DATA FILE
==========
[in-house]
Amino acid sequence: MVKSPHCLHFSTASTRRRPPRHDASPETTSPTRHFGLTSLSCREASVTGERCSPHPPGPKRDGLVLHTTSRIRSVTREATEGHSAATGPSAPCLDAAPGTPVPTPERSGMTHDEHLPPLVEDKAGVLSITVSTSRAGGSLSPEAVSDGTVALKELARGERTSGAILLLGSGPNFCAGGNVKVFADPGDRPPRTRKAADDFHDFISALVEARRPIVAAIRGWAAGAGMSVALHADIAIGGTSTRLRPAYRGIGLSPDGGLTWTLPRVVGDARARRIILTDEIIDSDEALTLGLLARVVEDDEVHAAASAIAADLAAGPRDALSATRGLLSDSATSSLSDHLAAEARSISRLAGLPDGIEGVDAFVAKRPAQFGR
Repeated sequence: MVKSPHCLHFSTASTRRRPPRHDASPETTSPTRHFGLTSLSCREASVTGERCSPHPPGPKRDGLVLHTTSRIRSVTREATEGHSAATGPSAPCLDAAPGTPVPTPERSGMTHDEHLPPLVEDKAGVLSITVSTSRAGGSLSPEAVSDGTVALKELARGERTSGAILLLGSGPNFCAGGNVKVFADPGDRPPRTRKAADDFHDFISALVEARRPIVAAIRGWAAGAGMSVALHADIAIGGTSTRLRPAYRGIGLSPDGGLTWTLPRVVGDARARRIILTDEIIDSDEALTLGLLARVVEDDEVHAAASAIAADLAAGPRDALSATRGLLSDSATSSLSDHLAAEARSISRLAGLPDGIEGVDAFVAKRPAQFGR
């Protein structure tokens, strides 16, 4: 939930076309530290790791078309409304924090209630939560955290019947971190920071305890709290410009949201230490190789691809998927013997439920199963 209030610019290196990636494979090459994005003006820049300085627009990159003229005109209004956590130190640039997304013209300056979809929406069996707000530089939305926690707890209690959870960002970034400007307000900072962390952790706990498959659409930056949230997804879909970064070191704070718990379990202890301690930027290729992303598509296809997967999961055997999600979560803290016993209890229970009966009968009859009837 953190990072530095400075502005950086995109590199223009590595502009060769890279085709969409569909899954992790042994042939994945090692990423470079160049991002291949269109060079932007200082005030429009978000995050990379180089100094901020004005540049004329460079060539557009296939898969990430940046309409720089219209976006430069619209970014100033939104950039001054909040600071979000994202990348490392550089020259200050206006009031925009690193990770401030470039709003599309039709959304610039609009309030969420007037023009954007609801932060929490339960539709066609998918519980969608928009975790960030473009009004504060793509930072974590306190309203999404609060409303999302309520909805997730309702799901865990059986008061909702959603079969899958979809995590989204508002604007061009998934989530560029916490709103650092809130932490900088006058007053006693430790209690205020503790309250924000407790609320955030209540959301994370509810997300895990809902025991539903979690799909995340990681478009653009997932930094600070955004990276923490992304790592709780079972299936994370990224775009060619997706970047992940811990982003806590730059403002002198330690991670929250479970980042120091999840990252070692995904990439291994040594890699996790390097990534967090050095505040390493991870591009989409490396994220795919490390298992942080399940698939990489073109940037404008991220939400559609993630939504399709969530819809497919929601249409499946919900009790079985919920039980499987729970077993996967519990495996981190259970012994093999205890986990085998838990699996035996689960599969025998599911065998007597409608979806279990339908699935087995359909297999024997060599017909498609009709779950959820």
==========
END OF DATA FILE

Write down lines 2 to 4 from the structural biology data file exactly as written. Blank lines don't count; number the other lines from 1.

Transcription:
Amino acid sequence: MVKSPHCLHFSTASTRRRPPRHDASPETTSPTRHFGLTSLSCREASVTGERCSPHPPGPKRDGLVLHTTSRIRSVTREATEGHSAATGPSAPCLDAAPGTPVPTPERSGMTHDEHLPPLVEDKAGVLSITVSTSRAGGSLSPEAVSDGTVALKELARGERTSGAILLLGSGPNFCAGGNVKVFADPGDRPPRTRKAADDFHDFISALVEARRPIVAAIRGWAAGAGMSVALHADIAIGGTSTRLRPAYRGIGLSPDGGLTWTLPRVVGDARARRIILTDEIIDSDEALTLGLLARVVEDDEVHAAASAIAADLAAGPRDALSATRGLLSDSATSSLSDHLAAEARSISRLAGLPDGIEGVDAFVAKRPAQFGR
Repeated sequence: MVKSPHCLHFSTASTRRRPPRHDASPETTSPTRHFGLTSLSCREASVTGERCSPHPPGPKRDGLVLHTTSRIRSVTREATEGHSAATGPSAPCLDAAPGTPVPTPERSGMTHDEHLPPLVEDKAGVLSITVSTSRAGGSLSPEAVSDGTVALKELARGERTSGAILLLGSGPNFCAGGNVKVFADPGDRPPRTRKAADDFHDFISALVEARRPIVAAIRGWAAGAGMSVALHADIAIGGTSTRLRPAYRGIGLSPDGGLTWTLPRVVGDARARRIILTDEIIDSDEALTLGLLARVVEDDEVHAAASAIAADLAAGPRDALSATRGLLSDSATSSLSDHLAAEARSISRLAGLPDGIEGVDAFVAKRPAQFGR
């Protein structure tokens, strides 16, 4: 939930076309530290790791078309409304924090209630939560955290019947971190920071305890709290410009949201230490190789691809998927013997439920199963 209030610019290196990636494979090459994005003006820049300085627009990159003229005109209004956590130190640039997304013209300056979809929406069996707000530089939305926690707890209690959870960002970034400007307000900072962390952790706990498959659409930056949230997804879909970064070191704070718990379990202890301690930027290729992303598509296809997967999961055997999600979560803290016993209890229970009966009968009859009837 953190990072530095400075502005950086995109590199223009590595502009060769890279085709969409569909899954992790042994042939994945090692990423470079160049991002291949269109060079932007200082005030429009978000995050990379180089100094901020004005540049004329460079060539557009296939898969990430940046309409720089219209976006430069619209970014100033939104950039001054909040600071979000994202990348490392550089020259200050206006009031925009690193990770401030470039709003599309039709959304610039609009309030969420007037023009954007609801932060929490339960539709066609998918519980969608928009975790960030473009009004504060793509930072974590306190309203999404609060409303999302309520909805997730309702799901865990059986008061909702959603079969899958979809995590989204508002604007061009998934989530560029916490709103650092809130932490900088006058007053006693430790209690205020503790309250924000407790609320955030209540959301994370509810997300895990809902025991539903979690799909995340990681478009653009997932930094600070955004990276923490992304790592709780079972299936994370990224775009060619997706970047992940811990982003806590730059403002002198330690991670929250479970980042120091999840990252070692995904990439291994040594890699996790390097990534967090050095505040390493991870591009989409490396994220795919490390298992942080399940698939990489073109940037404008991220939400559609993630939504399709969530819809497919929601249409499946919900009790079985919920039980499987729970077993996967519990495996981190259970012994093999205890986990085998838990699996035996689960599969025998599911065998007597409608979806279990339908699935087995359909297999024997060599017909498609009709779950959820």